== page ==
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Counting Down to the End of Mary Help of Christians

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People have been saying that "the East Village is dead" since locals spotted the first popped Izod collar on the streets in the early 1980s. In the spirit of that overused expression, East Village-based blogger (and past Curbed contributor) EV Grieve will check in from time to time with a column titled, of course, "This Week in the East Village is dead."

For nearly five years, residents and parishioners have been administering last rites to the Mary Help of Christians Catholic Church on East 12th Street near Avenue A. In May 2007, The New York Times reported that the Roman Catholic church would close as part of a realignment by the Archdiocese of New York.

Meanwhile, rumors of development date to 2008, when The Real Deal reported that two-thirds of the playground space along Avenue A had been sold in an all-cash deal for $10.4 million. That deal never materialized.

Some four years later, the Church and adjacent (and vacant) school are still standing. There is one sparsely attended mass in Spanish on Sunday mornings as well as an evening Rosary.

Since July, we've heard from multiple people that an unnamed developer bought the church and accompanying property, and it will close for good after September 1 to build an apartment complex. Church reps have yet to make any official announcements of a sale.

"If Mary Help of Christians Church is demolished, I don't think I will ever be able to go past that property again," Janet Bonica, a parishioner who was born and raised in the East Village, told the Greenwich Village Society for Historic Preservation this past March. "I cannot help but feel that we lost our church because it is sitting on a valuable parcel of real estate."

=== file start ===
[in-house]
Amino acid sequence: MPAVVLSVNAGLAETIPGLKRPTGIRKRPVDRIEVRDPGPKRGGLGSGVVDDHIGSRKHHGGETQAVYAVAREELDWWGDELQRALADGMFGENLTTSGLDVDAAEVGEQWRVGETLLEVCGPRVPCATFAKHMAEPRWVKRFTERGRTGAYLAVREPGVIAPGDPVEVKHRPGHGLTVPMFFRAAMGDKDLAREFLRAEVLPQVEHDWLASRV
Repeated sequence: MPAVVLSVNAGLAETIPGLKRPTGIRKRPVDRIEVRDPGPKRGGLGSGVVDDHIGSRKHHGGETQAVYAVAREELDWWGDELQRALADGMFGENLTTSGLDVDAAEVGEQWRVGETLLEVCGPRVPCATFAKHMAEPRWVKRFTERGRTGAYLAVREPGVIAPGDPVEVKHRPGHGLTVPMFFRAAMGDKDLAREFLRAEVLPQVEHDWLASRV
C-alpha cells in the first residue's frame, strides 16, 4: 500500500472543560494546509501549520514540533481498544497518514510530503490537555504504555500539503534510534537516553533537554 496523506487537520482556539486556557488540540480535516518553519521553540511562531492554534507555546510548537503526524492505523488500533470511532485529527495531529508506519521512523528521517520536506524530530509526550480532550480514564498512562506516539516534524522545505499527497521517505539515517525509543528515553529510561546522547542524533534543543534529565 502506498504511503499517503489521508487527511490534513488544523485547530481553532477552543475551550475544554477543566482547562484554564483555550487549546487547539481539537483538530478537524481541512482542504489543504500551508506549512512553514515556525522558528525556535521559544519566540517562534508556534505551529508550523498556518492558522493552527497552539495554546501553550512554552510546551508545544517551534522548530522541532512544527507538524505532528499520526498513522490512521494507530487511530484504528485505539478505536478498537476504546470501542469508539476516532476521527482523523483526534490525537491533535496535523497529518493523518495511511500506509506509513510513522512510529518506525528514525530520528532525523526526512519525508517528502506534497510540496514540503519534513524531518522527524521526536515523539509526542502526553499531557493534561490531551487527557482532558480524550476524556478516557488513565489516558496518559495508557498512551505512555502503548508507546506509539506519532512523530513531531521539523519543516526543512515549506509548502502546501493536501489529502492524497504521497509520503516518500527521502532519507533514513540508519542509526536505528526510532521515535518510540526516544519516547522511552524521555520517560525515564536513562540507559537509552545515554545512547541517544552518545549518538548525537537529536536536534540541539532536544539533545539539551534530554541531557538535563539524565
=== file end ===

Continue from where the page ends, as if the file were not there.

Aside from the loss of a historic church that opened in 1917, residents are also coming to terms with the continued loss of the community that it represented. The church parking lot has hosted a flea market on and off for several years, a now-near-daily occurrence that attracts a cast of personalities from the East Village of, say, 15 years ago.

"I am already mourning the visual feast and treasure troves of memorabilia, furniture, great vintage, and, of course, visiting my vendor friends in a parking lot filled with characters," said Our Lady of Perpetual PMS, a downtown artist and thrift store connoisseur. "I don't know where else to score both a cheap 1950s slip and a delicious plate of cheap Latin food, in a rare and raw environment where the thought of shopping does not suck nor overwhelm."

"It isn't commercial, it isn't another bar?it is a place where anyone can enter and interact with people, browse, get ideas and find treasure in someone else's trash," said filmmaker Karen Gehres, a Lower East Side resident since 1984. "It is something real and very alive. What's dire about the closing of the flea market is that it is the last of its kind in our neighborhood."
· EV Grieve []
· This Week in the East Village is Dead [Curbed]